Chau Ngo Anh Nhan, a former student of MPP2 class, recalled a memorable case study lesson entitled “The Big Dig.” The lesson took place in the context that the National Assembly, for the first time in history, rejected an express railway project submitted by the government on June 19, 2010. This decision ended heated debates among National Assembly members and among the public. The debates focused on the costs of the project, totaling up to USD56 billion, or around half of Vietnam’s GDP while the government’s budget was limited. While a number of supporters argued that the project was essential for the country’s development, many claimed its economic effectiveness was too low, while huge costs may burden the next generation with debts.
This story was showcased in the MPP2 class. At the same time, Prof. Jay Rosengard from Harvard used “The Big Dig” as a case study for students to compare it with what was happening in Vietnam.
“The Big Dig lecture was really meaningful when considered in the context of Vietnam. Vietnamese society was considering the investment of a North-South Express Railway project. This thought-provoking case study stayed in my mind for many years after graduating from FSPPM. It shined a light on how to select investment projects, how to consider budget and resources during construction and implementation, how to be mindful of intertwined impacts on economic, political and social targets, and the impacts in both personal and public spheres,” Ngo Anh Nhan said.
Vietnamese case studies
A turning point in FSPPM’s case study teaching development happened when the faculty decided to directly compile Vietnamese cases after years of purchasing Harvard’s copyrighted materials.
“When we borrowed Harvard’s cases for our teaching program, we appreciated them for their practicability and relevance to the Vietnamese context. But we also realized that nothing is better than giving students the chance to study real cases in Vietnam, getting exposed to Vietnamese policies and clearly feel the impacts of these policies on Vietnamese society and their own lives. A case study’s relevance depends on the policy being investigated, otherwise the meaning of case studies will be lessened,” Dr. Anh recalled.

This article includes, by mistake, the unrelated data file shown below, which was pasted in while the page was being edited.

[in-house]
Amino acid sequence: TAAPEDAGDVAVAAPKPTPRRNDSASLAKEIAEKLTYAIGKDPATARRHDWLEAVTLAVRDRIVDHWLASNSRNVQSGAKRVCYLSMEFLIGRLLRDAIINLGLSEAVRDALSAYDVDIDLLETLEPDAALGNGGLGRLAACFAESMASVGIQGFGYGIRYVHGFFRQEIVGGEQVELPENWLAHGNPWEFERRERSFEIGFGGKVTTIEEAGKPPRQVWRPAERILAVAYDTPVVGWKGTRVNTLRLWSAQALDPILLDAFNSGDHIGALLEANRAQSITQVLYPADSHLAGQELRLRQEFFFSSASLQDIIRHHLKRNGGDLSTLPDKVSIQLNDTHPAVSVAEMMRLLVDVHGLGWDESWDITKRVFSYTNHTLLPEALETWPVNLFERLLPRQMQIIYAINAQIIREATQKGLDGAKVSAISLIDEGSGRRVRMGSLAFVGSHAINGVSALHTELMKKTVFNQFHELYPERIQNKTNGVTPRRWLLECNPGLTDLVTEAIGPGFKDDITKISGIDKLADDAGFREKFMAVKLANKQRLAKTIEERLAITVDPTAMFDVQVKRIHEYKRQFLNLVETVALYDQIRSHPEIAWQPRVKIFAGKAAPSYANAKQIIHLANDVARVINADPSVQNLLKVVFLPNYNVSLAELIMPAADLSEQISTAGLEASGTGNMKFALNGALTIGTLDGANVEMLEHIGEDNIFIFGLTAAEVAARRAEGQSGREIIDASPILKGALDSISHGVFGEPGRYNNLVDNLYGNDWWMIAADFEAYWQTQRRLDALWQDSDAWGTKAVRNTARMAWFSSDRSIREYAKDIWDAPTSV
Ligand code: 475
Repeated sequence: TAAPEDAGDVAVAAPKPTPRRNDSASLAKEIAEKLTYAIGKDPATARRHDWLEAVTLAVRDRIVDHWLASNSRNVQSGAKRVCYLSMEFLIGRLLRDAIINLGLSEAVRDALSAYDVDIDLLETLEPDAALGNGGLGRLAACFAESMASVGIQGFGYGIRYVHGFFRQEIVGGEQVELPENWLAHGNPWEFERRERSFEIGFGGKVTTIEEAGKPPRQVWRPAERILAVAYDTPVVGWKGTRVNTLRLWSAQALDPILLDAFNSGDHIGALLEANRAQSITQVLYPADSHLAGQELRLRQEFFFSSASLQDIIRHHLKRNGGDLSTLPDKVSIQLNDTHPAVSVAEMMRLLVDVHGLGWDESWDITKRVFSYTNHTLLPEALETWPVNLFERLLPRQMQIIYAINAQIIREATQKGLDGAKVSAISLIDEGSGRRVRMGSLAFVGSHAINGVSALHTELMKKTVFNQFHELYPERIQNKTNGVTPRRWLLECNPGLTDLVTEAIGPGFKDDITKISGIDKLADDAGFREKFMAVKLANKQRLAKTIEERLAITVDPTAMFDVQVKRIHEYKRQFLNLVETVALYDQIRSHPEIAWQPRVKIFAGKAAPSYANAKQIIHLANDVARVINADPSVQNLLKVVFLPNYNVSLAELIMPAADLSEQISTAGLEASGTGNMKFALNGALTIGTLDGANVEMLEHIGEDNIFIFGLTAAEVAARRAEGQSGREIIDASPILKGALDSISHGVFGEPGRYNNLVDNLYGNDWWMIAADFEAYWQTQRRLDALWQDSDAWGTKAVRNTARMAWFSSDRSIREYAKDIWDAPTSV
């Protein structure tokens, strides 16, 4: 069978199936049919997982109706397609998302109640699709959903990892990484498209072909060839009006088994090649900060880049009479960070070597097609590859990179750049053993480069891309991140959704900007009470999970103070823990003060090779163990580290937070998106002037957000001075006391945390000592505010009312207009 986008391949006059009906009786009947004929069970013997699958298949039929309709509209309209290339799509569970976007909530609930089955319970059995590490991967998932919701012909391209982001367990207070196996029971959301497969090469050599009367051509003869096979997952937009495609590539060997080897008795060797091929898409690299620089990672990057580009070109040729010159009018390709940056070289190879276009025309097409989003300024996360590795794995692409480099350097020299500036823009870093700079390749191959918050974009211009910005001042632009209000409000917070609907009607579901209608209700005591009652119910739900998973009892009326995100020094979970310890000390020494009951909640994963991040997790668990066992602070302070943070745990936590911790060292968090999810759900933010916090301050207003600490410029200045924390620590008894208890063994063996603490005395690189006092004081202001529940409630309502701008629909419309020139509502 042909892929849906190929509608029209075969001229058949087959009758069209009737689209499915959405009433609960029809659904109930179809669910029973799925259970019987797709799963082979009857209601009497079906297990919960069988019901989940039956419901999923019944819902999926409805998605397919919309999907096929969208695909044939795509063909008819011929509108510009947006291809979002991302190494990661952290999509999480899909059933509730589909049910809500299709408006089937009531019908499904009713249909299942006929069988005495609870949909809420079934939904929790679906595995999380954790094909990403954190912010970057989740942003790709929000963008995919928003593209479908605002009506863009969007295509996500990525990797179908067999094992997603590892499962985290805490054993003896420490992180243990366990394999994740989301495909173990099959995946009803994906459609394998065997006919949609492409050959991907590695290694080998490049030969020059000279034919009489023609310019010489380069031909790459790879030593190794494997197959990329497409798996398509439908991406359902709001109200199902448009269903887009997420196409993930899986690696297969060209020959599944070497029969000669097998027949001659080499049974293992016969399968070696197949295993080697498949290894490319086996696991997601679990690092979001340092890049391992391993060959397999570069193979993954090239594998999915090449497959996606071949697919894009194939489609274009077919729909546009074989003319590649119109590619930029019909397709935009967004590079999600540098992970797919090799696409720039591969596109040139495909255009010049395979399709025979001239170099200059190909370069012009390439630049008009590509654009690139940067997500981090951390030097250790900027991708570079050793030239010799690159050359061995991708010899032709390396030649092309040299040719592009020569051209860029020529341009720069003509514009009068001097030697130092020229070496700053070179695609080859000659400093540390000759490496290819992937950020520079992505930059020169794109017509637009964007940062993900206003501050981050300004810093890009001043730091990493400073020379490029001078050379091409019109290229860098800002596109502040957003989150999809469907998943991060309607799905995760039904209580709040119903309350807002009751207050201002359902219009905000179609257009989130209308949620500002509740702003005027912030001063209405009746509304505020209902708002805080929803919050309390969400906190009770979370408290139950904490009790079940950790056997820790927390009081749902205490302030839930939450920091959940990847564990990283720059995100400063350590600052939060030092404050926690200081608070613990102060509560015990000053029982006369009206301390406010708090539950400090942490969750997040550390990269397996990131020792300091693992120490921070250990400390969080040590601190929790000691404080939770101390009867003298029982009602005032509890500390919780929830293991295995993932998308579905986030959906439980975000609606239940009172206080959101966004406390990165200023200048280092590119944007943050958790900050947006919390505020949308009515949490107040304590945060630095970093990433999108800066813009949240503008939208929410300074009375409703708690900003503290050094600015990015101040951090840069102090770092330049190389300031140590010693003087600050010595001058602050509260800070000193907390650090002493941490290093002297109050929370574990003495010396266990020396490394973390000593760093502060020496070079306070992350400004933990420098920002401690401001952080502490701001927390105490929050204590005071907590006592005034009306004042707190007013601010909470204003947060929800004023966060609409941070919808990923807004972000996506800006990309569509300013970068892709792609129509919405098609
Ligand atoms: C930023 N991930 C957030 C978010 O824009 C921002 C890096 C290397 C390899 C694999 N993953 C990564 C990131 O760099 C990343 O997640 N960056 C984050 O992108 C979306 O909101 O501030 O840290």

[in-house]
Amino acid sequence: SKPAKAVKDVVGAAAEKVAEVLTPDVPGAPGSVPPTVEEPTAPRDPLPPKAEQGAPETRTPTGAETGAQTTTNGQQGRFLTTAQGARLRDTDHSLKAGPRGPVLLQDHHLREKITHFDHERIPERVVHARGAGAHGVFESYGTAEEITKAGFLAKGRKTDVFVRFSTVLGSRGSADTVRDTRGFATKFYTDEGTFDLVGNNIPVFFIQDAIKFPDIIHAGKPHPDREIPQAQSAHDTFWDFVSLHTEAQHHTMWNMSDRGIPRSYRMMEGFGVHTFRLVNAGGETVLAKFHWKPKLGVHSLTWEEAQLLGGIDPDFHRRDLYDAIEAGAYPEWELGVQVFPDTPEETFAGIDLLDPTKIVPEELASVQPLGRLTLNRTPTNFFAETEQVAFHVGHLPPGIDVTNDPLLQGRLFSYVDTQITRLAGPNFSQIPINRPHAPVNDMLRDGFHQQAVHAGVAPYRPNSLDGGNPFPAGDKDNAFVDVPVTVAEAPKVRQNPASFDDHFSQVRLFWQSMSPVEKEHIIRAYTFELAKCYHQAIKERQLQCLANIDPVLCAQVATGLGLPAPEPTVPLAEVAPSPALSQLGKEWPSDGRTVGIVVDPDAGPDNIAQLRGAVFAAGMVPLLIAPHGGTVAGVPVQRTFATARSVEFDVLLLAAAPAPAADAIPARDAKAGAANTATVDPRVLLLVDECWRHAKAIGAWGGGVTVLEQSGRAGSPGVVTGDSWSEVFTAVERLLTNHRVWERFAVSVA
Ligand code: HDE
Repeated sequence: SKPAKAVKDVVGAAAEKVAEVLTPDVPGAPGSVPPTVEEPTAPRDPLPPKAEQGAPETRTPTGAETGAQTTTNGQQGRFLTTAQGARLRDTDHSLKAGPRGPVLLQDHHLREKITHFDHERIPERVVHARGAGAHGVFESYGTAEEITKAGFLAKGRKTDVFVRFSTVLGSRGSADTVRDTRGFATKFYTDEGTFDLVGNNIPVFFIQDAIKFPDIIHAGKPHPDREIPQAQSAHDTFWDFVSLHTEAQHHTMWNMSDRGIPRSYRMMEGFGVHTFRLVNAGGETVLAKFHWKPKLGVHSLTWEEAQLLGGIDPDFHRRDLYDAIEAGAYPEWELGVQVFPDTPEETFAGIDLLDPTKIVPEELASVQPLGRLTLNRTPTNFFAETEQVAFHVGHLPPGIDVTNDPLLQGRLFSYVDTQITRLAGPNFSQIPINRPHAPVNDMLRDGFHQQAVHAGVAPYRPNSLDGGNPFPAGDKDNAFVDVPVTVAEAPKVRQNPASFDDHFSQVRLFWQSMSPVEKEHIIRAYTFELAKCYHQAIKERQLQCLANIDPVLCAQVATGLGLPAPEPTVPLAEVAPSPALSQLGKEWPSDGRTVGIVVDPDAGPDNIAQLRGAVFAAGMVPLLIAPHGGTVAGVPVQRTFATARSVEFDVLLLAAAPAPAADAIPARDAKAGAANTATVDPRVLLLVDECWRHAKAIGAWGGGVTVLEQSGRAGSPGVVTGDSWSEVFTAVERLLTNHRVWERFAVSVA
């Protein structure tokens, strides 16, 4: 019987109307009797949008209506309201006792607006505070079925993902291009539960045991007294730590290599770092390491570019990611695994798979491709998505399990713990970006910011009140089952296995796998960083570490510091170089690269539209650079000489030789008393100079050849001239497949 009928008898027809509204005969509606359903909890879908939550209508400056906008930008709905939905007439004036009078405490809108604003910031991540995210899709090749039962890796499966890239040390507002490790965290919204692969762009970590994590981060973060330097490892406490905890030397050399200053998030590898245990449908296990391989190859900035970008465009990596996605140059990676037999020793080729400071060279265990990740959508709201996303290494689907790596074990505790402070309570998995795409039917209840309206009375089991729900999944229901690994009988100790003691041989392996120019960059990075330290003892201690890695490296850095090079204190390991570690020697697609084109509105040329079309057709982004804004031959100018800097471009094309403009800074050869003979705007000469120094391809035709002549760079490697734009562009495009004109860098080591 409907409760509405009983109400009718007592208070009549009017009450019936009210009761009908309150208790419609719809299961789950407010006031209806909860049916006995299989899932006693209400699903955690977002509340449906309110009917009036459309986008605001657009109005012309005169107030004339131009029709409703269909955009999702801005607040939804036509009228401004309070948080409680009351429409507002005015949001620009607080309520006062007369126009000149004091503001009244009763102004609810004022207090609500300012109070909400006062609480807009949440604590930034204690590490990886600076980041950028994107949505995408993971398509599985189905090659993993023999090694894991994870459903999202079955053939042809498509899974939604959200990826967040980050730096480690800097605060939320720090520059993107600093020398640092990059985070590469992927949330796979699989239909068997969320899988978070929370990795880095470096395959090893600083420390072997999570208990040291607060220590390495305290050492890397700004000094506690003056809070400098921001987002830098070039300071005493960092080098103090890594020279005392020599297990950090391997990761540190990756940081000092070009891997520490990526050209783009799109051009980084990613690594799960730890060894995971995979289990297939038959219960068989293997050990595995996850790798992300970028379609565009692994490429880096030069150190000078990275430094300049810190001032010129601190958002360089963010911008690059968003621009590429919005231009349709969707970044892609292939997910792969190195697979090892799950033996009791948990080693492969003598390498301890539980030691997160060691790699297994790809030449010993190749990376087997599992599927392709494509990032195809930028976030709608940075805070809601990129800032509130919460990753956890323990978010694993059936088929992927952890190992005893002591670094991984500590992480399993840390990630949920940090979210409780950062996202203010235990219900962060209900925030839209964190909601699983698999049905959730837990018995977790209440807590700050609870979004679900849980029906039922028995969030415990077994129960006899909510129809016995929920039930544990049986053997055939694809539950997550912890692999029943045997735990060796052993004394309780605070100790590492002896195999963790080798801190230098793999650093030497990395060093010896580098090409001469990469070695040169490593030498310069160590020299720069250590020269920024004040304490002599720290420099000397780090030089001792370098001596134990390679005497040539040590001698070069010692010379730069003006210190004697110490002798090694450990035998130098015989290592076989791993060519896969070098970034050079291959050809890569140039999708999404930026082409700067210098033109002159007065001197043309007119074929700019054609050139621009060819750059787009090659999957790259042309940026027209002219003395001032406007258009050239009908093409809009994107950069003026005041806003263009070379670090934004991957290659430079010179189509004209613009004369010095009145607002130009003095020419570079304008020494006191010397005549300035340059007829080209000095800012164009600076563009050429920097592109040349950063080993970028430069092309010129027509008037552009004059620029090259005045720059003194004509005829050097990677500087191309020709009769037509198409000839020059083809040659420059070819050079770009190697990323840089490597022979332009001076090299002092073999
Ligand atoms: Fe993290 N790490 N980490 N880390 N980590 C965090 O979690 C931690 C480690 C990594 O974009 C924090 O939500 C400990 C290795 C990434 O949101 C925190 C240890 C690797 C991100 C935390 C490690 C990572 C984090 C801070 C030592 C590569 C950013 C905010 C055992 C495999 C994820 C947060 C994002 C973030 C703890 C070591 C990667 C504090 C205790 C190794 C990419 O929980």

With their strong theoretical foundation and rich experiences, Fulbright’s faculty have so far compiled more than 100 Vietnamese cases for economics, public policy, finance, and state administration courses.
The Vietnamese cases, combined with Harvard’s, form the larger archive currently in use by FSPPM. Prof. Nguyen Xuan Thanh said the combination helps the school incorporate global knowledge into Vietnamese policy education, setting it apart from other Vietnamese universities.
This factor also contributed to Fulbright’s accreditation to the Network of Schools of Public Policy, Affairs, and Administration (NASPAA), an international accrediting body for public policy and management schools, for a period of 7 years, the highest accreditation outcome possible.
Nguyen Huynh Thu Truc was a FETP student 13 years ago who enrolled again for the Master in Public Policy’s 2020 class in the Leadership & Management concentration. According to Huynh Thu Truc, Fulbright’s case study quality has soared to new heights. After joining other LM students and alumni to participate in a short course at HKS in August last year, she realized HKS’ case study lectures are not different from those at Fulbright school. HKS professors had cleverly incorporated Vietnam’s economic issues within the larger global context.
“In the early days of FETP, there were not many Vietnamese cases for graduates to study; they were mostly compiled from other countries. Yet the biggest benefit of case studies is that students can identify the nature of the problems laid out and come to conclusions. In this way, they will understand how a theoretical and analytical framework helps in solving problems. Having the chance to compare real problems occurring in Vietnam with others in the world made the lessons far easier to learn,” she explained.
Policy initiatives from case studies